Hong Kong’s central bank raises interest rates by 0.75% to follow Fed’s lead

The Hong Kong Monetary Authority (HKMA) raised its key interest rate by 0.75% to 4.25%, the highest level in 14 years and the sixth rate hike in eight months.

The HKMA raised interest rates after the Federal Reserve raised the short-term interest rate by 0.75% to 3.75-4.00% at its meeting yesterday. This is the highest level since January 2008 and the fourth consecutive 0.75% rate hike.

In the past, the HKMA has pursued a monetary policy comparable to that of the Fed. This is because the Hong Kong dollar is pegged to the U.S. dollar in a relatively narrow range of $7.75-7.85.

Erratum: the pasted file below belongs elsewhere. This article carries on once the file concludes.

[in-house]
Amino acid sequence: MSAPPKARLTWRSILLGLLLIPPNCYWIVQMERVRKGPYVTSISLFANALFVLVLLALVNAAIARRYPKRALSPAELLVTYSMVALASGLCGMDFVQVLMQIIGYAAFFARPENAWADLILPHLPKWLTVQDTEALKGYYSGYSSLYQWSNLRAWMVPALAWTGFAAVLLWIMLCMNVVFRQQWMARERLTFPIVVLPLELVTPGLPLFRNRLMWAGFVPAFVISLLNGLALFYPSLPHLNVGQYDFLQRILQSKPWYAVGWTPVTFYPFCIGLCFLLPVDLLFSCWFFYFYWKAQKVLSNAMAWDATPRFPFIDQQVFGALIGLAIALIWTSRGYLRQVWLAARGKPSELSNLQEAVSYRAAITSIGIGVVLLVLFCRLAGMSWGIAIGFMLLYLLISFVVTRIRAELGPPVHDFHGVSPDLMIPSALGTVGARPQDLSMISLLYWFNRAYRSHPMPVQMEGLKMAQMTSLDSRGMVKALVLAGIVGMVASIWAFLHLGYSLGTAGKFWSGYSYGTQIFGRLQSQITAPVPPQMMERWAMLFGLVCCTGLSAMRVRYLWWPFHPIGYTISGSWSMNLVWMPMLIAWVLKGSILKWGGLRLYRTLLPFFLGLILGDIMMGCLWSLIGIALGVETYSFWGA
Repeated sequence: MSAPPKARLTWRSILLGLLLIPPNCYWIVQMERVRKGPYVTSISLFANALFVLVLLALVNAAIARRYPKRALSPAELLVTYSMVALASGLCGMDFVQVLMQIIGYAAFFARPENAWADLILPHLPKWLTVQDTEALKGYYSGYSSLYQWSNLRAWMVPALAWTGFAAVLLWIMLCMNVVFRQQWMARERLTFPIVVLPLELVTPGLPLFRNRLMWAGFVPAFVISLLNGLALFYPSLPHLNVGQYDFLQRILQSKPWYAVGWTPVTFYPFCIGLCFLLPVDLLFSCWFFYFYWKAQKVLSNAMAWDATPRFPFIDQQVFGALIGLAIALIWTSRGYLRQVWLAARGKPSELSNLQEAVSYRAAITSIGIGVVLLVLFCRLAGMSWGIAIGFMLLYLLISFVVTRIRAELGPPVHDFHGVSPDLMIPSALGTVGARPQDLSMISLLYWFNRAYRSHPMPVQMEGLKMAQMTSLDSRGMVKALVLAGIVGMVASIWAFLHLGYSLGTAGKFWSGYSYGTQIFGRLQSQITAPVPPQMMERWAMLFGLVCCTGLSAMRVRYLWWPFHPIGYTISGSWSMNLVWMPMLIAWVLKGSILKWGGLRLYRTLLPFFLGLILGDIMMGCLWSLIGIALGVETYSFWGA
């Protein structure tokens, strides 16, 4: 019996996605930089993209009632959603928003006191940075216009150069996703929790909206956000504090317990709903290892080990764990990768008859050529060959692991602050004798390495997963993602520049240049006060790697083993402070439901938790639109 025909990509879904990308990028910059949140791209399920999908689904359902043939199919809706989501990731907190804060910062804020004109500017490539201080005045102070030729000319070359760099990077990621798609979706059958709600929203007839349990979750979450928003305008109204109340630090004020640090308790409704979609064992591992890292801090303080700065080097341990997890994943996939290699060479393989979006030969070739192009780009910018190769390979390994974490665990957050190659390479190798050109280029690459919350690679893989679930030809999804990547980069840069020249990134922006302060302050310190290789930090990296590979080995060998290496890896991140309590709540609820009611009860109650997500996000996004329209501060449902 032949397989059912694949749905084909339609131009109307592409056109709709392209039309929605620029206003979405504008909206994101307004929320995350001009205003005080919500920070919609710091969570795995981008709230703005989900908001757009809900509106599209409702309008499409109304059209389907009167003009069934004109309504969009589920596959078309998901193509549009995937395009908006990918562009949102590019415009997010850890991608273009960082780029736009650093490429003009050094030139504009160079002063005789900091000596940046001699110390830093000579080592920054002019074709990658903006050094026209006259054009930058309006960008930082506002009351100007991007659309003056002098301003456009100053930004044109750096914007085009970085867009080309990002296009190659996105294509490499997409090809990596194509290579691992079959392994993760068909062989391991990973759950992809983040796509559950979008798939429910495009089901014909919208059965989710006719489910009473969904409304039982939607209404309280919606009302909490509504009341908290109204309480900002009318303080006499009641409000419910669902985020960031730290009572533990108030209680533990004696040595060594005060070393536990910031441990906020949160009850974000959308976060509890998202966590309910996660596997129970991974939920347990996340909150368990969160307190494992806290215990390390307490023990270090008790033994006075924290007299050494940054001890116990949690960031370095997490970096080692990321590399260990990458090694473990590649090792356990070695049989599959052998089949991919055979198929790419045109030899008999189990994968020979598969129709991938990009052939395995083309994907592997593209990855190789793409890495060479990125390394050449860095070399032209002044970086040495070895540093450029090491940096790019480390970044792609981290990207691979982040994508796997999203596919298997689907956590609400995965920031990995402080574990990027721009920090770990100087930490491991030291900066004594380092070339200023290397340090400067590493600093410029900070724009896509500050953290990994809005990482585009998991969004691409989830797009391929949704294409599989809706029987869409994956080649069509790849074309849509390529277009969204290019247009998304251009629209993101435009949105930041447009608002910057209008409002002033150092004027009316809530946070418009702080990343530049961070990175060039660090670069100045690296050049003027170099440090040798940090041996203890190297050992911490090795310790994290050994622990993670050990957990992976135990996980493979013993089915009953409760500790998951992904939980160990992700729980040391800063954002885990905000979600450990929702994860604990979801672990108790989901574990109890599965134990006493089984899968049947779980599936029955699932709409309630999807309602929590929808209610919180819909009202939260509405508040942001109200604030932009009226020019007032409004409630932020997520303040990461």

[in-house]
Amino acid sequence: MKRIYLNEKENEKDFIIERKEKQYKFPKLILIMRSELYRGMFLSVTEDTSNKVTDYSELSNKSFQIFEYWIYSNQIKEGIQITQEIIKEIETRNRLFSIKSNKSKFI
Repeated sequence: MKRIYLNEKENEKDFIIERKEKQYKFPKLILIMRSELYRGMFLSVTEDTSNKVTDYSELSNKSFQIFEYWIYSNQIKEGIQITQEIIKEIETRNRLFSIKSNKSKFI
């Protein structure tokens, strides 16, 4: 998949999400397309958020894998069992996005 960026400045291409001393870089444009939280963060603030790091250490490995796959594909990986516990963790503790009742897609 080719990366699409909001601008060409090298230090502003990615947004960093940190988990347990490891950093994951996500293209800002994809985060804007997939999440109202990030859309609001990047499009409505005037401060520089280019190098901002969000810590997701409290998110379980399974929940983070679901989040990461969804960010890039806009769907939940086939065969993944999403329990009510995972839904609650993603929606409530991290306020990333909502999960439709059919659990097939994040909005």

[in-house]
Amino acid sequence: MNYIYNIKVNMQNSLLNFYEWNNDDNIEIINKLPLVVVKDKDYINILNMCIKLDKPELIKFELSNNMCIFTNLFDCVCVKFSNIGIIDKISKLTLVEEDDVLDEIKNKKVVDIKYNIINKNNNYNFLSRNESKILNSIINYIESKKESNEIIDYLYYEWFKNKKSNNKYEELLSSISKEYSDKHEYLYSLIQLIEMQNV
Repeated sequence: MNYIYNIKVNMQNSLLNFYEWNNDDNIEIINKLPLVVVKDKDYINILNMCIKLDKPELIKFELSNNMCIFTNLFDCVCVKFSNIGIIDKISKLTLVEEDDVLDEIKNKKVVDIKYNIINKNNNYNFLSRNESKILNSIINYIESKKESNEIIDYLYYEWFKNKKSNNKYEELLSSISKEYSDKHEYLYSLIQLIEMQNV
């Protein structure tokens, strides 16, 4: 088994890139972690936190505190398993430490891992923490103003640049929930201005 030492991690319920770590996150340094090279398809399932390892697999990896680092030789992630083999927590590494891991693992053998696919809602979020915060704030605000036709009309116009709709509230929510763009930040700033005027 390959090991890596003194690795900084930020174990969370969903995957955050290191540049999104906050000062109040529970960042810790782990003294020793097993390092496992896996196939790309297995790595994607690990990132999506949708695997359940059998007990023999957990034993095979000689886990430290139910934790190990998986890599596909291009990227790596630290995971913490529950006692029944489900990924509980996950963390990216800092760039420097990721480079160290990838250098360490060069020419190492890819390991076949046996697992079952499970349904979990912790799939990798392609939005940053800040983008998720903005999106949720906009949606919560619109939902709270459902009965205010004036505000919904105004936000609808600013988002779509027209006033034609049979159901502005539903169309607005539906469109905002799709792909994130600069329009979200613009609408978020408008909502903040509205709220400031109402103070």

The HKMA’s chief executive will make a statement on the rate hike this morning. The HKMA is trying to convince international financial investors that Hong Kong will return to normalcy after taking strict measures to contain the spread of COVID-19 for the past three years.

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